Discussion in 'Shooting & Fireams Training / Skills' started by DYSPHORIC JOY, Sep 14, 2016.
As above. Is there a particular drill that you like? Static vs. Dynamic? Combo?
Playing hockey. This Thursday is my last game of this season which is the Championship game.
DJ, poor reading comprehension is typical of fans of NY sports teams.
That's my answer and I'm sticking with it.
I have a 100 round regimen I go thru at a minimum at the range. I like to start with (10) 1" circles. Firing 1 rd into each at about 8 to 10 feet. I do two 5 rd rhythm drills in 4" circles. Next, we like to do mag changes/malfunction drills. My buddy and I will load each others mags, with various round counts and spent brass. We typically run the rest on the 2-2-4 drill, and the lucky charms, where we call targets to each other. Rifle runs similar with more distance . If we have more time we do everything from El Presidente to figure 8 drills, to shooting behind concealment, VTAC 1-5 and steel. One of our favorites is the "Yankee Hostage" with ballons! Ball and dummy is thrown in every now and then as well. We change up during playtime, but always start with the basics focusing on grip, trigger reset/pull, and shot placement, diagnosing along the way. If you cant walk, you cant run!
We also have been trying to incorporate kettle bell training, and PT. It makes shooting very challenging after you do 20 push ups. My training list for next year has Pat McNamara as my first stop. I cant seem to find a schedule for him since Alias went belly up. Anyone who knows of a schedule posted somewhere let me know.
There's good stuff here. I think hands down, the absolute best use of a box of 50 rounds is 1" dot drills. If you're putting 5 in one dot at 3 yards, move to 5, then 7, then 10 if you're able. Incorporating a moving while drawing and drilling the 1" at the varying distances is the next step.
The dot drill is the best there is for a short amount of training time. The best "qualification" course is the old Air Marshal course. I'll post it here later. (Most qual courses absolutely suck and prove nothing. The old FAM course is different).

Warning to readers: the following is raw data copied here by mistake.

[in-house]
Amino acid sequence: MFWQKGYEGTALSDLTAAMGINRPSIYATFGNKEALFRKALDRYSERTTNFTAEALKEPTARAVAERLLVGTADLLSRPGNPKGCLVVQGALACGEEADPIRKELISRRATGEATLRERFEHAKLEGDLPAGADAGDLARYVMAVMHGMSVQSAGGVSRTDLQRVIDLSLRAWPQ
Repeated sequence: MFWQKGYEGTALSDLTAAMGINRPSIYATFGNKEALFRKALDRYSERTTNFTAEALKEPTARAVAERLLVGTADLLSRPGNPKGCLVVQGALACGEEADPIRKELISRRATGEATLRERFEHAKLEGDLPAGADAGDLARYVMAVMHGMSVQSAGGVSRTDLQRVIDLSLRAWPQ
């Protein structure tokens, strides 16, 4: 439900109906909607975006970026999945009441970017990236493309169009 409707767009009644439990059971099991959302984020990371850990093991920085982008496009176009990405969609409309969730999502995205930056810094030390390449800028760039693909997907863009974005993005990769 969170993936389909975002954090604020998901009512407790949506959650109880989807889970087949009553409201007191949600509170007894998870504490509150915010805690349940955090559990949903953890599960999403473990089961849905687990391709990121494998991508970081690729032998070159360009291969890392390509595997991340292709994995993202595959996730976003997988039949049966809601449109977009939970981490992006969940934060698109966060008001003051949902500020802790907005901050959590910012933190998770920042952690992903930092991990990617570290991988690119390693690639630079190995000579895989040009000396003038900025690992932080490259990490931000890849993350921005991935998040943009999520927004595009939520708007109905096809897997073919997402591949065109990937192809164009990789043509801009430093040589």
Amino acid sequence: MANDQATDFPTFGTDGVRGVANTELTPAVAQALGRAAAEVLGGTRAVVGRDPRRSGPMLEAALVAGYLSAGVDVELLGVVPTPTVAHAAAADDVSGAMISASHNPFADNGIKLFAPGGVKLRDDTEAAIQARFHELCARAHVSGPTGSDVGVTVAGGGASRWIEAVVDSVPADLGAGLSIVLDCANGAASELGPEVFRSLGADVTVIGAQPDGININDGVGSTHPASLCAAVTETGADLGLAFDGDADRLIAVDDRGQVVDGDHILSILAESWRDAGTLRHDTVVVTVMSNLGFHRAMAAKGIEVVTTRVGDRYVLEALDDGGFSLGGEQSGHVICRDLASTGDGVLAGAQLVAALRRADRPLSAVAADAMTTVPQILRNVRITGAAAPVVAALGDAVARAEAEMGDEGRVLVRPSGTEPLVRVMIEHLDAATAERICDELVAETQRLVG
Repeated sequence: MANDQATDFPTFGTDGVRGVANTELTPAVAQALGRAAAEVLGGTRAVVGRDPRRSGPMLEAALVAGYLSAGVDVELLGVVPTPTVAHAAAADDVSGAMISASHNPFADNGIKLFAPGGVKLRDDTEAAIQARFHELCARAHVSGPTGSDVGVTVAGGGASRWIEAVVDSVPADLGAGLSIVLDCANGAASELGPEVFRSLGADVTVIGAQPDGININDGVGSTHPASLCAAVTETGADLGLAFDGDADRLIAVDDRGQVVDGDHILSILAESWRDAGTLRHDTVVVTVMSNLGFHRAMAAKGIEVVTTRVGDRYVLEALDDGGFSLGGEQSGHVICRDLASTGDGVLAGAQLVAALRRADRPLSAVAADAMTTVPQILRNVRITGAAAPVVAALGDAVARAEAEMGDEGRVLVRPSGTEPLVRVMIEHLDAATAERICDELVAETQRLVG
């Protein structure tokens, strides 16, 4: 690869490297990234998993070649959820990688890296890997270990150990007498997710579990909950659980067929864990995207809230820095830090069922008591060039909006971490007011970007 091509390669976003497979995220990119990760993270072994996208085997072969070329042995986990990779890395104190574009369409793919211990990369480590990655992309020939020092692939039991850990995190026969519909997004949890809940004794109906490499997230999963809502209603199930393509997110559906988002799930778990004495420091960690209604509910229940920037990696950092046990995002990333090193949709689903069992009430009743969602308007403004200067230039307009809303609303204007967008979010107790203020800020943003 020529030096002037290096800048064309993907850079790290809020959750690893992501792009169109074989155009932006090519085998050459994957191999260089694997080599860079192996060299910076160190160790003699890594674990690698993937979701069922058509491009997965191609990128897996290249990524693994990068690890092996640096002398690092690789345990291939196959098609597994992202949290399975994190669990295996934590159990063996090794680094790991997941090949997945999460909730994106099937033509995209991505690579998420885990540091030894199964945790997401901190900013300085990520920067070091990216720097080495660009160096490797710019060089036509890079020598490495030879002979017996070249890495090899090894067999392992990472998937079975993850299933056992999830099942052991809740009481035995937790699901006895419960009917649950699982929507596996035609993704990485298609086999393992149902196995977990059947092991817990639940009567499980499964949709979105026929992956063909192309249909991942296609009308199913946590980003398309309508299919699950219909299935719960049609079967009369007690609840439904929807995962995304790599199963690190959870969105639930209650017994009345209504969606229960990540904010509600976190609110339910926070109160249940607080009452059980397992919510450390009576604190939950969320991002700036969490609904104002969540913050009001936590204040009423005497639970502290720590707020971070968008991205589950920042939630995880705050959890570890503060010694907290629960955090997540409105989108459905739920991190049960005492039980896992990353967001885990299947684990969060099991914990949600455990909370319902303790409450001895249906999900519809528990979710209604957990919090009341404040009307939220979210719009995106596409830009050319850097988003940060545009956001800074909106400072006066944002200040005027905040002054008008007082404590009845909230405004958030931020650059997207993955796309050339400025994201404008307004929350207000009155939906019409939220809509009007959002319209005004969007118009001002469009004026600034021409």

One of the drills that I used to do cold was 13 targets, ranging from 25 to 85 feet spaced 25yds apart timed. Each miss was 10 pushups or updowns. Would also sometimes do a 9ft wall hop then drag an eight foot piece of railroad track as a tiebreaker then repeat the drill for a winner. Hostage target at 80 feet was brutal in the dark. Distances were fairly unrealistic but purpose was to induce stress via punishment loop and force you to keep fundamentals in check
Absolutely agree with this. Now add push-ups and up-downs. It is no wonder so many of those guys are Triple Nickel.
I always start with the dot drill to see where I'm at that day. I also like to play "follow the shot/horse". Where you shoot your partners bullet hole in the dot. Firing immediately after they do. Its amazing how well you can do this, if you allow your instincts to take over. If you focus to hard, you will almost always miss. We call noon, 3, 6, and nine to make it more challenging.
I start with just loading the bullets in the magazine the right way
Oh crap there's a right way ?
Start with loading the right bullets in the magazine the right way.
I was running a range once and a student had a mess of a target. Every single round looked like it was tumbling. He shot like this for a couple of hours and didn't want any help. Eventually curiosity overcame me and I had to investigate what the heck was going on. Long story short? He was shooting 9mm out of a .40.
The takeaway is that it will work in a worst case scenario, I guess.
Don't want to mess up the thread with stories but...guy responded to hostage situation without his mags. Hunting fugitive on mountain, shotgunner made entry, you guessed it, empty.
This may not be a training regime necessarily but one of the mistakes I see in new shooters is the idea that you wait until you get to the range to practice. The vast majority of handgun work can be done dry in your garage or basement. Stance, grip, draw, holster, scanning, moving off line, mag reloads, sight alignment, sight picture, etc., etc., etc. Even trigger pull can be done.
Reasons you don't wait until you get to the range to practice those things:
1. Range time is valuable. Use it for the shooting portion.
2. Most ranges don't allow you to train properly. Their artificial training rules prevent good training (without adding safety, by the way).
3. Range time is not enough time to ingrain weapon manipulation as a part of you. (Read my post about what level of proficiency you should get to).
I do this a good bit at home, my wife and I practice and make it a competition with our laserlyte trainer target and the .40sw module. I'm glad y'all started this subforum, a lot of these drills are new to me and I'll be starting to implement what I learn here!
All my manipulation drills are done at home with snap caps, I try to get at least 50 reps throughout the day, drawing, sighting, and dry fire. Wife thinks I'm, different?
Had a great time last night. We won the Championship game in hockey. The final was 9-5. Awesome game. 5-5 going into the 3rd period but up to that point both teams would trade for the lead. But the 3rd period we did a complete shutdown on their offense.
Please tell me your the Flyers.
Been getting back into shooting. Im going to practice some of the drills.